of customers would recommend this product to a friend.
ADFehlArden, NCAge: 25-34Gender: female4 Stars Out Of 5Willie deserved betterNovember 4, 2017ADFehlArden, NCAge: 25-34Gender: femaleQuality: 4Value: 3Meets Expectations: 33.5 Stars
Our protagonist, young Abel (I believe he's possibly in his teens at the story's opening?) was born with a medical condition that causes his bones to remain very brittle and his spine crooked. This also leads him to have disfigured limbs that make movement difficult. Abel hates that his health problems cause his mother so much stress and financial strain. Both he and his mother try to live good, honest lives, Lisa (the mother) putting in long hours a local diner in their little town of Mattingly, Virginia, often working double shifts to just to barely make ends meet. Abel suffers through bullying at school but tries to make the best of it until one day he just reaches the end of his fuse and fights back in a rather unique way. Though it's well known who the main school bully is, Abel still seems to get the short end of the stick when the bulk of the disciplinary action falls on him.
One night, while he remains home alone while Lisa works through another late shift, Abel comes across a box of letters addressed to him that he's never seen before. He doesn't recognize the North Carolina address but when he opens one letter he finds the writer signs off as "Dad". Lisa had always told Abel that his father passed away when Abel was just a baby, but these letters seem rather recent.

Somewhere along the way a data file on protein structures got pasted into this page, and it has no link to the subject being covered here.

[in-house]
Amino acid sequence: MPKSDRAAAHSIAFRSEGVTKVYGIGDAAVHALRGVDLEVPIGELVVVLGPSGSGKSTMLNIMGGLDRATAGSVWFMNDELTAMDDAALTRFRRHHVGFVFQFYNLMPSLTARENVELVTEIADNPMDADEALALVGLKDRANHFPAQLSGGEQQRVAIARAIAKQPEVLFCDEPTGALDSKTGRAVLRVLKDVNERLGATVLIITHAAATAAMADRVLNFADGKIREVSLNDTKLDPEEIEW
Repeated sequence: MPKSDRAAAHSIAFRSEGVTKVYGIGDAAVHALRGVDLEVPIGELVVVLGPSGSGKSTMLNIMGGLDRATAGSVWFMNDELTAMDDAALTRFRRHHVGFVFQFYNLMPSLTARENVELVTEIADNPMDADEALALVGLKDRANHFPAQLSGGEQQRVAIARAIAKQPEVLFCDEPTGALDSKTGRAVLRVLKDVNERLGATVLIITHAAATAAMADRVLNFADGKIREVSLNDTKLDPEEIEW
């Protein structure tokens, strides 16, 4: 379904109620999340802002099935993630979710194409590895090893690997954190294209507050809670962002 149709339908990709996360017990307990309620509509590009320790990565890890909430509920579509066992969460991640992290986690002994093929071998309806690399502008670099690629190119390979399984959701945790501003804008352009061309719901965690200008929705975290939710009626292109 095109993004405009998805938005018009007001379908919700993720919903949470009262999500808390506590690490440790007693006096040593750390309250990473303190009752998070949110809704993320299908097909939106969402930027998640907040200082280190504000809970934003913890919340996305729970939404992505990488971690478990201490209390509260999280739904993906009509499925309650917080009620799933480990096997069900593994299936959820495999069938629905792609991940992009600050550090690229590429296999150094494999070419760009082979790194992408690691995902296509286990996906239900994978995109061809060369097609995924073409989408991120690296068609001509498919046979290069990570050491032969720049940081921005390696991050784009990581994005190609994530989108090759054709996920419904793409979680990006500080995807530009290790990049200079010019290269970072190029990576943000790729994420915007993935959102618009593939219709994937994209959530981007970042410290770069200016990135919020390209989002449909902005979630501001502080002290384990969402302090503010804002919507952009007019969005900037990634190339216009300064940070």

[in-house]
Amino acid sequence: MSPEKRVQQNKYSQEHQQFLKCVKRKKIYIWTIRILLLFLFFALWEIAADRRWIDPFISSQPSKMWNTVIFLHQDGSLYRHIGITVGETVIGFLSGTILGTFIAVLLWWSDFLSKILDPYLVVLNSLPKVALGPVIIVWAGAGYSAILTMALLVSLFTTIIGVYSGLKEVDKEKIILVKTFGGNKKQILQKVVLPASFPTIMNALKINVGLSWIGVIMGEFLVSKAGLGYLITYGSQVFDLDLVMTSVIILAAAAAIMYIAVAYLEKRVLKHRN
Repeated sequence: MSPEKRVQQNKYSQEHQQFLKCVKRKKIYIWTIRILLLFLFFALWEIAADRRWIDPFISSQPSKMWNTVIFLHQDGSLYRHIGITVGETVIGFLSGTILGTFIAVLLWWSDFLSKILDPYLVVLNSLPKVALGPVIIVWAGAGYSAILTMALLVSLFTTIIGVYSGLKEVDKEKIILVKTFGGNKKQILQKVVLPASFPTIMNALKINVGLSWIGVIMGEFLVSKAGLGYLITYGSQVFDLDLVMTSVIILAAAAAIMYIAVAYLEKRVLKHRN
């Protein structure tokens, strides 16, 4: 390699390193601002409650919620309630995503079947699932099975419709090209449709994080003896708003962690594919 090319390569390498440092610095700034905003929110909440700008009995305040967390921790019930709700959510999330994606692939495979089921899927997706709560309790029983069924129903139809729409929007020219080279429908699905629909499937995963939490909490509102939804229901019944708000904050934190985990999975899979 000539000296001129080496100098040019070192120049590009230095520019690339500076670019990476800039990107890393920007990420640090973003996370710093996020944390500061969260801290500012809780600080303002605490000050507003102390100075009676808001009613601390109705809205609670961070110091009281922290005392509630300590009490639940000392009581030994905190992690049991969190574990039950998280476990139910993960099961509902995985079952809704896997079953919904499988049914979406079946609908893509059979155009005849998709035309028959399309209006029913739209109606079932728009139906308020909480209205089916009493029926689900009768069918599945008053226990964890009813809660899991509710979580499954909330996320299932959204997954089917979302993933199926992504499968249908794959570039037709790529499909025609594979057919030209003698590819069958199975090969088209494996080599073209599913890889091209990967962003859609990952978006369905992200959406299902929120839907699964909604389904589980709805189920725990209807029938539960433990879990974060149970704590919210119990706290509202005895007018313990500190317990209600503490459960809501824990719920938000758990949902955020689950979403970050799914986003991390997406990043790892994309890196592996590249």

Abel decides on a plan to jump the first train boxcar out of town, taking along his best friend, Willie Farmer. Willie, known to most of Mattingly as "Dumb Willie" (for being mentally challenged), is in his early 20s but has the mental development of a small child... and the physical strength of a superhero. Due to an unplanned scuffle with a local meanie, Willie is now possibly wanted for murder, so it's important Abel keep his friend by his side. Meanwhile, Abel is also hoping that the trip will lead him to meeting his father face to face and give him the answers to a better, more comfortable life for him and his mom.
Once on the train, Abel & Willie meet an enigmatic young girl who doesn't readily give up her name, so Abel, inspired by his love of The Wizard of Oz, names her Dorothy. Dorothy has something mysterious & special about her, and her utterances here and there -- such as "It was a mistake, bringing them here." -- clue the reader in on the idea that her presence isn't entirely by chance. *If you've read Billy Coffey's work before, you likely remember that he likes to play with light themes of supernatural and even touches of magical realism, so you can likely make a good guess of where the story heads from this point.